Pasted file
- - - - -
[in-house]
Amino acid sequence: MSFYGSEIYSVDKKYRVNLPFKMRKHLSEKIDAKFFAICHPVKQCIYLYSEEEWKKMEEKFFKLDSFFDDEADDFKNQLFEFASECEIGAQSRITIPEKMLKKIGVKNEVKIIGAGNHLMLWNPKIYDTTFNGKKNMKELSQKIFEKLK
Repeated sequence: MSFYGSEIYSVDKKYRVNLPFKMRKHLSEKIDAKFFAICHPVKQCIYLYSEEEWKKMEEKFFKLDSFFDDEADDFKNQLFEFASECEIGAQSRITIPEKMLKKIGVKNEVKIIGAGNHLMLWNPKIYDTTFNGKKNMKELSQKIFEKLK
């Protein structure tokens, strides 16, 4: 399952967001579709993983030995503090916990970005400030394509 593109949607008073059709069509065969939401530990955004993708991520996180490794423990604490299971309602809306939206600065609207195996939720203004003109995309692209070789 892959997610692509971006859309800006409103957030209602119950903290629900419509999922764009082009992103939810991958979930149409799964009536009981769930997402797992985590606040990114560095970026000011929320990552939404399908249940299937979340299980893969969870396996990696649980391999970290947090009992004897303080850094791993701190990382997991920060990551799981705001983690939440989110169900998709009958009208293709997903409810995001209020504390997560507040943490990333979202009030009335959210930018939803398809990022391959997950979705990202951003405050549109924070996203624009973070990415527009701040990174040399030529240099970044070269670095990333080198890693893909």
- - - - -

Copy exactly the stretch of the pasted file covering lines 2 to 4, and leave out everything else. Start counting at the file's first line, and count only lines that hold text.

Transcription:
Amino acid sequence: MSFYGSEIYSVDKKYRVNLPFKMRKHLSEKIDAKFFAICHPVKQCIYLYSEEEWKKMEEKFFKLDSFFDDEADDFKNQLFEFASECEIGAQSRITIPEKMLKKIGVKNEVKIIGAGNHLMLWNPKIYDTTFNGKKNMKELSQKIFEKLK
Repeated sequence: MSFYGSEIYSVDKKYRVNLPFKMRKHLSEKIDAKFFAICHPVKQCIYLYSEEEWKKMEEKFFKLDSFFDDEADDFKNQLFEFASECEIGAQSRITIPEKMLKKIGVKNEVKIIGAGNHLMLWNPKIYDTTFNGKKNMKELSQKIFEKLK
């Protein structure tokens, strides 16, 4: 399952967001579709993983030995503090916990970005400030394509 593109949607008073059709069509065969939401530990955004993708991520996180490794423990604490299971309602809306939206600065609207195996939720203004003109995309692209070789 892959997610692509971006859309800006409103957030209602119950903290629900419509999922764009082009992103939810991958979930149409799964009536009981769930997402797992985590606040990114560095970026000011929320990552939404399908249940299937979340299980893969969870396996990696649980391999970290947090009992004897303080850094791993701190990382997991920060990551799981705001983690939440989110169900998709009958009208293709997903409810995001209020504390997560507040943490990333979202009030009335959210930018939803398809990022391959997950979705990202951003405050549109924070996203624009973070990415527009701040990174040399030529240099970044070269670095990333080198890693893909």